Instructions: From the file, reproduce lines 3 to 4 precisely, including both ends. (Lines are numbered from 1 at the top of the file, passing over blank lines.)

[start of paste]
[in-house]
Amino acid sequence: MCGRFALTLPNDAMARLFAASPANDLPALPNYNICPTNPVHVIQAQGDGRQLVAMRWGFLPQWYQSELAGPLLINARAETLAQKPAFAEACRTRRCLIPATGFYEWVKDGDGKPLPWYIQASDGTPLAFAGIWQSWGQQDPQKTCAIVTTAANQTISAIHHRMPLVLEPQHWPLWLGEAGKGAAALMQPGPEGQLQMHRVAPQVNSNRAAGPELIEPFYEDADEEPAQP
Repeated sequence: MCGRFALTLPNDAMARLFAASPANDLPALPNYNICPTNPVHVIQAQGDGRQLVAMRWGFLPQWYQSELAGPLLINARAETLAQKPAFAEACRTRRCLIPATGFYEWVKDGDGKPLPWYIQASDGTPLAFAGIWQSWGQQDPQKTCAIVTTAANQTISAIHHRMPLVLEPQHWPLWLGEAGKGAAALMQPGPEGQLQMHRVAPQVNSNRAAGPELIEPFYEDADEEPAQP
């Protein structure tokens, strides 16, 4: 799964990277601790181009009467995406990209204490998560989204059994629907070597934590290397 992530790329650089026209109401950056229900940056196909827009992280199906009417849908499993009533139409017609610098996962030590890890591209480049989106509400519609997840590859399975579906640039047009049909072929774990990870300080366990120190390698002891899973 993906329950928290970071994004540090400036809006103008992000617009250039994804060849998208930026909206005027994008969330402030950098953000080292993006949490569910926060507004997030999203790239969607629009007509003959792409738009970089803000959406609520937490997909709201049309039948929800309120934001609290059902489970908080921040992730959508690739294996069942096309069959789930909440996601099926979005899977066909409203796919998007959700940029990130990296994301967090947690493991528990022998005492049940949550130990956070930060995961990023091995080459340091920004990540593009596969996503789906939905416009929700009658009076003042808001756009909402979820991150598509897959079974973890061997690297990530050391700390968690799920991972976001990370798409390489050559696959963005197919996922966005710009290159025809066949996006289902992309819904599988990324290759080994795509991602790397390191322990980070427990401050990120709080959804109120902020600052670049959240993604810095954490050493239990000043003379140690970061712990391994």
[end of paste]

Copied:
Repeated sequence: MCGRFALTLPNDAMARLFAASPANDLPALPNYNICPTNPVHVIQAQGDGRQLVAMRWGFLPQWYQSELAGPLLINARAETLAQKPAFAEACRTRRCLIPATGFYEWVKDGDGKPLPWYIQASDGTPLAFAGIWQSWGQQDPQKTCAIVTTAANQTISAIHHRMPLVLEPQHWPLWLGEAGKGAAALMQPGPEGQLQMHRVAPQVNSNRAAGPELIEPFYEDADEEPAQP
């Protein structure tokens, strides 16, 4: 799964990277601790181009009467995406990209204490998560989204059994629907070597934590290397 992530790329650089026209109401950056229900940056196909827009992280199906009417849908499993009533139409017609610098996962030590890890591209480049989106509400519609997840590859399975579906640039047009049909072929774990990870300080366990120190390698002891899973 993906329950928290970071994004540090400036809006103008992000617009250039994804060849998208930026909206005027994008969330402030950098953000080292993006949490569910926060507004997030999203790239969607629009007509003959792409738009970089803000959406609520937490997909709201049309039948929800309120934001609290059902489970908080921040992730959508690739294996069942096309069959789930909440996601099926979005899977066909409203796919998007959700940029990130990296994301967090947690493991528990022998005492049940949550130990956070930060995961990023091995080459340091920004990540593009596969996503789906939905416009929700009658009076003042808001756009909402979820991150598509897959079974973890061997690297990530050391700390968690799920991972976001990370798409390489050559696959963005197919996922966005710009290159025809066949996006289902992309819904599988990324290759080994795509991602790397390191322990980070427990401050990120709080959804109120902020600052670049959240993604810095954490050493239990000043003379140690970061712990391994």